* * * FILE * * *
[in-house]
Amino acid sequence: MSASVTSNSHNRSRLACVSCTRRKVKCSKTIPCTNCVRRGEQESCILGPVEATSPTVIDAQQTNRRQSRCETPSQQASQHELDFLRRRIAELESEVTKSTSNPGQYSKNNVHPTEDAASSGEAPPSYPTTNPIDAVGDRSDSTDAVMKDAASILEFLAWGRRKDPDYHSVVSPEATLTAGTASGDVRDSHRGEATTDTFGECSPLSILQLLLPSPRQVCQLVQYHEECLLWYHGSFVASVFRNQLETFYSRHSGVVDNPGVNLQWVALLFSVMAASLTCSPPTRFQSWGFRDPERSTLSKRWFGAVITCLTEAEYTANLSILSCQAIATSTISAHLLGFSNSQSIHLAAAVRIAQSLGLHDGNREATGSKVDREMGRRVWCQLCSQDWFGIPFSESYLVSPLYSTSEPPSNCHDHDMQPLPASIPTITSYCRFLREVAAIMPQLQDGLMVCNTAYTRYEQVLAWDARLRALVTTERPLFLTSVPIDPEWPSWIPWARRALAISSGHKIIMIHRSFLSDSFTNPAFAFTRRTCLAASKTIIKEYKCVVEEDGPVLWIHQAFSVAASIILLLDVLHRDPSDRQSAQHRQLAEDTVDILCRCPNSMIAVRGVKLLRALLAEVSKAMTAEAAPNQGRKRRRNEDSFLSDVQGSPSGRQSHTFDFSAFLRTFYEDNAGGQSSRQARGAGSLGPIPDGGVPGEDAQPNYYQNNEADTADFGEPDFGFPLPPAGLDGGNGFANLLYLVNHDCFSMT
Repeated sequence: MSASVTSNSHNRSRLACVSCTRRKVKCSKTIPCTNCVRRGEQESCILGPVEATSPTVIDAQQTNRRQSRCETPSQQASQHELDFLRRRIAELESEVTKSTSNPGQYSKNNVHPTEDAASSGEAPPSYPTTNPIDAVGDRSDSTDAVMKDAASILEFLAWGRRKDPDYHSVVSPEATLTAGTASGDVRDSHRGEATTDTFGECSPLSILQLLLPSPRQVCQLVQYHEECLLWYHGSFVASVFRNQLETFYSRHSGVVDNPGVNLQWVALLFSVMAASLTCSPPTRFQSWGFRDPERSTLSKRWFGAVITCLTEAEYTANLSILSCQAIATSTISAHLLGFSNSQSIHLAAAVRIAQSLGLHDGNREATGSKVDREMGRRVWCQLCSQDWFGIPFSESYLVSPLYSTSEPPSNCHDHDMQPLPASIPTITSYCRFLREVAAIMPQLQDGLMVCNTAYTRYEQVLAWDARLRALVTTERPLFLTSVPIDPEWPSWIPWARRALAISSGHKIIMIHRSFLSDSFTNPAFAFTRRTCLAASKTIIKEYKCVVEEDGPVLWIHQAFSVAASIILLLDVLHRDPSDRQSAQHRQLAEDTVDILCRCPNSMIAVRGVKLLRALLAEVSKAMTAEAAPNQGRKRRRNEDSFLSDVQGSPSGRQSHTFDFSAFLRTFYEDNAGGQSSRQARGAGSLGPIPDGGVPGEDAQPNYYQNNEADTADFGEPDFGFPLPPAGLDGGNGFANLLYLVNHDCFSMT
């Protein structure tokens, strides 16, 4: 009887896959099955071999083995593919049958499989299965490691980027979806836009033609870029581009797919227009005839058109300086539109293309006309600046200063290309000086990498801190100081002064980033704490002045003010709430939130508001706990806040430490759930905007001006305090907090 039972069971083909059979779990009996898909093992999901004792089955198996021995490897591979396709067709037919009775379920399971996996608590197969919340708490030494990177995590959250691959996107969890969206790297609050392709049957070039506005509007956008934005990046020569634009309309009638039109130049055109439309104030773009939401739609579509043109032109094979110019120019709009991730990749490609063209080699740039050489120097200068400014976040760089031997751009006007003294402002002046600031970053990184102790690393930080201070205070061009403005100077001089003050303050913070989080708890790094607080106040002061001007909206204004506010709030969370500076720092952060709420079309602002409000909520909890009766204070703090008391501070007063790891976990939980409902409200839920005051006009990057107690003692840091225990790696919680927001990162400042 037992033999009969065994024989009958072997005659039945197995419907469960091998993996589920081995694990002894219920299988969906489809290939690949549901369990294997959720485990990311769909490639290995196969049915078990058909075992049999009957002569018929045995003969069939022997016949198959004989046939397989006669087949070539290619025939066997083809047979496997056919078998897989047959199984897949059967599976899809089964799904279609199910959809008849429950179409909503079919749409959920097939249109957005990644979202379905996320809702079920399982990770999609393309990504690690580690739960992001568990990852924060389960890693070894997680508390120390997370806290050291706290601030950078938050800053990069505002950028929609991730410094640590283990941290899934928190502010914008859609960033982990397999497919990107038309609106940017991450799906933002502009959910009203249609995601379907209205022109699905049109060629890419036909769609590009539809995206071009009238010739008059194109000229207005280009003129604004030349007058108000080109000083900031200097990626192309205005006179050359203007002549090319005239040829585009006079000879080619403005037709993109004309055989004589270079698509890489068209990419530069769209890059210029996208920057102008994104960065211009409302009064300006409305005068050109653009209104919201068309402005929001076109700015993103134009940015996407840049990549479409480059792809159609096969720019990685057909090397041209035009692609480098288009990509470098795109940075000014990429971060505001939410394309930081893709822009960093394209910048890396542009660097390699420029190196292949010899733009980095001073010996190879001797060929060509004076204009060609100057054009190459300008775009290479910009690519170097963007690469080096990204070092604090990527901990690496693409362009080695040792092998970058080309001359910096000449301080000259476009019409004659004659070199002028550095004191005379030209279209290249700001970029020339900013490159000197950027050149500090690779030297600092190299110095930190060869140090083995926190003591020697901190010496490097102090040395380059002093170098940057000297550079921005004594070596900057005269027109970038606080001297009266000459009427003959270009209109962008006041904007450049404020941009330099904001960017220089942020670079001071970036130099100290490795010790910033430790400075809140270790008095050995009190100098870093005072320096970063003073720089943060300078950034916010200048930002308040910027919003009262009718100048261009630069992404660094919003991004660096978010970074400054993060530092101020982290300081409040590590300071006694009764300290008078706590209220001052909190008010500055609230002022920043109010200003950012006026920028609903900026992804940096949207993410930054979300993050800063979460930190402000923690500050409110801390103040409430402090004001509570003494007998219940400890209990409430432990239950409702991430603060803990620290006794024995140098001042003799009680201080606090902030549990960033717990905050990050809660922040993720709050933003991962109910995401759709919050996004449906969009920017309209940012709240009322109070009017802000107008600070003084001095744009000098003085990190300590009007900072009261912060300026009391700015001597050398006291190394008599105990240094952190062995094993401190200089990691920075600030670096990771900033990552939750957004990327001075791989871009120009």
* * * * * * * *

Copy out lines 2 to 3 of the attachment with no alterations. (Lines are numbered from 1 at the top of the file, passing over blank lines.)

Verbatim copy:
Amino acid sequence: MSASVTSNSHNRSRLACVSCTRRKVKCSKTIPCTNCVRRGEQESCILGPVEATSPTVIDAQQTNRRQSRCETPSQQASQHELDFLRRRIAELESEVTKSTSNPGQYSKNNVHPTEDAASSGEAPPSYPTTNPIDAVGDRSDSTDAVMKDAASILEFLAWGRRKDPDYHSVVSPEATLTAGTASGDVRDSHRGEATTDTFGECSPLSILQLLLPSPRQVCQLVQYHEECLLWYHGSFVASVFRNQLETFYSRHSGVVDNPGVNLQWVALLFSVMAASLTCSPPTRFQSWGFRDPERSTLSKRWFGAVITCLTEAEYTANLSILSCQAIATSTISAHLLGFSNSQSIHLAAAVRIAQSLGLHDGNREATGSKVDREMGRRVWCQLCSQDWFGIPFSESYLVSPLYSTSEPPSNCHDHDMQPLPASIPTITSYCRFLREVAAIMPQLQDGLMVCNTAYTRYEQVLAWDARLRALVTTERPLFLTSVPIDPEWPSWIPWARRALAISSGHKIIMIHRSFLSDSFTNPAFAFTRRTCLAASKTIIKEYKCVVEEDGPVLWIHQAFSVAASIILLLDVLHRDPSDRQSAQHRQLAEDTVDILCRCPNSMIAVRGVKLLRALLAEVSKAMTAEAAPNQGRKRRRNEDSFLSDVQGSPSGRQSHTFDFSAFLRTFYEDNAGGQSSRQARGAGSLGPIPDGGVPGEDAQPNYYQNNEADTADFGEPDFGFPLPPAGLDGGNGFANLLYLVNHDCFSMT
Repeated sequence: MSASVTSNSHNRSRLACVSCTRRKVKCSKTIPCTNCVRRGEQESCILGPVEATSPTVIDAQQTNRRQSRCETPSQQASQHELDFLRRRIAELESEVTKSTSNPGQYSKNNVHPTEDAASSGEAPPSYPTTNPIDAVGDRSDSTDAVMKDAASILEFLAWGRRKDPDYHSVVSPEATLTAGTASGDVRDSHRGEATTDTFGECSPLSILQLLLPSPRQVCQLVQYHEECLLWYHGSFVASVFRNQLETFYSRHSGVVDNPGVNLQWVALLFSVMAASLTCSPPTRFQSWGFRDPERSTLSKRWFGAVITCLTEAEYTANLSILSCQAIATSTISAHLLGFSNSQSIHLAAAVRIAQSLGLHDGNREATGSKVDREMGRRVWCQLCSQDWFGIPFSESYLVSPLYSTSEPPSNCHDHDMQPLPASIPTITSYCRFLREVAAIMPQLQDGLMVCNTAYTRYEQVLAWDARLRALVTTERPLFLTSVPIDPEWPSWIPWARRALAISSGHKIIMIHRSFLSDSFTNPAFAFTRRTCLAASKTIIKEYKCVVEEDGPVLWIHQAFSVAASIILLLDVLHRDPSDRQSAQHRQLAEDTVDILCRCPNSMIAVRGVKLLRALLAEVSKAMTAEAAPNQGRKRRRNEDSFLSDVQGSPSGRQSHTFDFSAFLRTFYEDNAGGQSSRQARGAGSLGPIPDGGVPGEDAQPNYYQNNEADTADFGEPDFGFPLPPAGLDGGNGFANLLYLVNHDCFSMT